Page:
Does Your Onboarding Process Really Get Folks On Board?

By  |  February 15, 2017 | 

Not long ago, I had a conversation with a good friend who is the hospitalist medical director for a five-hospital health system in the northeast. We were commiserating about how hard it is to recruit new hospitalists to rural and small-town settings and the high risk of rapid turnover despite all the energy invested in recruiting and onboarding them.

As we discussed how new hospitalists are oriented into his organization, I learned that like most hospitalist groups, my friend’s group focuses onboarding efforts on making sure that new providers know how to find their way around the hospital and use the EHR, complete required training modules, are credentialed with payors, and are aware of applicable policies and procedures. They also see this time as a probationary period to ensure the new group member has adequate clinical skills and behavioral competencies.

This conversation got me thinking about the crucial relationship between onboarding and retention. The aspects of onboarding described above are vitally important, of course, but I’m convinced they are not nearly enough. In my view, perhaps the single most important thing you can accomplish in any new group member’s initial onboarding period is to make sure the person is convinced beyond a doubt that he or she made a terrific decision to join your hospitalist practice. That is, they are confident they joined a fantastic group of folks doing important, high-quality work in a vital organization that values their contributions.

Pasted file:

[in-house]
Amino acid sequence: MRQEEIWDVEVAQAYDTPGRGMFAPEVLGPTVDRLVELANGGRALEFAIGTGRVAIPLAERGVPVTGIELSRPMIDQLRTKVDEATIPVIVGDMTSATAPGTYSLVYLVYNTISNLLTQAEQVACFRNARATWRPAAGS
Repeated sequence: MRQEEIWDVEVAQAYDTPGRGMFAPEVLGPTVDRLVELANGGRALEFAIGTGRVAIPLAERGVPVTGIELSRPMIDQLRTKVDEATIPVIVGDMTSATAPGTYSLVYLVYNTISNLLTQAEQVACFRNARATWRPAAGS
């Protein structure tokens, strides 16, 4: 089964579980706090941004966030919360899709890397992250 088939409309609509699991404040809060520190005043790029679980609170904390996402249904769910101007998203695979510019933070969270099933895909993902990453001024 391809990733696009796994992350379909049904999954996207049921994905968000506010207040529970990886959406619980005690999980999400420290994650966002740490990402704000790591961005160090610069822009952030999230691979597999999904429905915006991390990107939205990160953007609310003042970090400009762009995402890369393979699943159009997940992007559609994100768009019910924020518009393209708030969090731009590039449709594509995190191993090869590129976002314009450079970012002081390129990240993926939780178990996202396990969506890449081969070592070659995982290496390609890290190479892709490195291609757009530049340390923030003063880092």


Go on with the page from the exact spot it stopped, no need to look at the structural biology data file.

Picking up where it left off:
Some practical actions that can help new hospitalists know they made the right choice include:

  • Making them feel welcomed and embraced by a cohesive team of co-workers who express delight in their presence and offer to help in any way they can.
  • Ensuring they feel like they understand not only the formal systems and processes but also the informal culture and ways of getting things done and are confident navigating them.
  • Helping them build crucial interpersonal connections not only with fellow hospitalists but also with other doctors and hospital staff.
  • Providing them both with useful constructive feedback and with praise and recognition for work well done.

Many organizations use the terms “orientation” and “onboarding” pretty interchangeably, and I don’t want to get bogged down in semantics. But I tend to think of “orientation” as the formal processes that take place on the first day (or week) of a new hospitalist’s tenure in order to mark off all the boxes on your orientation checklist. To me, “onboarding” includes orientation but goes beyond it to encompass the process of enculturation that occurs over weeks or months to integrate the hospitalist into the life of your group. Webster defines enculturation as “the process by which an individual learns the traditional content of a culture and assimilates its practices and values.” So some reasonable questions to ask yourself would be:

  • Has our group created a culture that others would be excited to be part of?
  • Do we have a clear enough sense of our group’s practices and values (or the ones we want to have) to be able to pass them on to others?
  • What are the specific ways in which we go about helping new group members assimilate our practices and values?